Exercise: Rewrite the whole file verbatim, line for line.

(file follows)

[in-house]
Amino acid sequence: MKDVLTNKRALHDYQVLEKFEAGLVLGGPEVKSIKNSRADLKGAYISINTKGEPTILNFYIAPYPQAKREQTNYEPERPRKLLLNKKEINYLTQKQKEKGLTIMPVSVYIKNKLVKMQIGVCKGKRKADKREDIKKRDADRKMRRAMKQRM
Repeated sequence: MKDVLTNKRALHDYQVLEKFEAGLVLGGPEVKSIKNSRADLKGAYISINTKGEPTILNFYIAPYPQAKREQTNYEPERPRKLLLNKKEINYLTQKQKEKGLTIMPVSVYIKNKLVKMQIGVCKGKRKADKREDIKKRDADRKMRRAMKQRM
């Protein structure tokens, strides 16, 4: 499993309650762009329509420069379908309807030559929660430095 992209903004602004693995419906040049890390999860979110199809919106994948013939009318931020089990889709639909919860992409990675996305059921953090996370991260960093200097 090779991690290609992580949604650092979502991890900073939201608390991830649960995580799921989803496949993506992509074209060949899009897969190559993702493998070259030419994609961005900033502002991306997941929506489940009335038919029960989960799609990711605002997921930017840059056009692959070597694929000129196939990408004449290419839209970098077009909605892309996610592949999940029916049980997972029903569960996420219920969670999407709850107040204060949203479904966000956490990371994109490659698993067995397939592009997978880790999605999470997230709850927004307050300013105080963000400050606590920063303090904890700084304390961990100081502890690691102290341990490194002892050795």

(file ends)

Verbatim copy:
[in-house]
Amino acid sequence: MKDVLTNKRALHDYQVLEKFEAGLVLGGPEVKSIKNSRADLKGAYISINTKGEPTILNFYIAPYPQAKREQTNYEPERPRKLLLNKKEINYLTQKQKEKGLTIMPVSVYIKNKLVKMQIGVCKGKRKADKREDIKKRDADRKMRRAMKQRM
Repeated sequence: MKDVLTNKRALHDYQVLEKFEAGLVLGGPEVKSIKNSRADLKGAYISINTKGEPTILNFYIAPYPQAKREQTNYEPERPRKLLLNKKEINYLTQKQKEKGLTIMPVSVYIKNKLVKMQIGVCKGKRKADKREDIKKRDADRKMRRAMKQRM
């Protein structure tokens, strides 16, 4: 499993309650762009329509420069379908309807030559929660430095 992209903004602004693995419906040049890390999860979110199809919106994948013939009318931020089990889709639909919860992409990675996305059921953090996370991260960093200097 090779991690290609992580949604650092979502991890900073939201608390991830649960995580799921989803496949993506992509074209060949899009897969190559993702493998070259030419994609961005900033502002991306997941929506489940009335038919029960989960799609990711605002997921930017840059056009692959070597694929000129196939990408004449290419839209970098077009909605892309996610592949999940029916049980997972029903569960996420219920969670999407709850107040204060949203479904966000956490990371994109490659698993067995397939592009997978880790999605999470997230709850927004307050300013105080963000400050606590920063303090904890700084304390961990100081502890690691102290341990490194002892050795």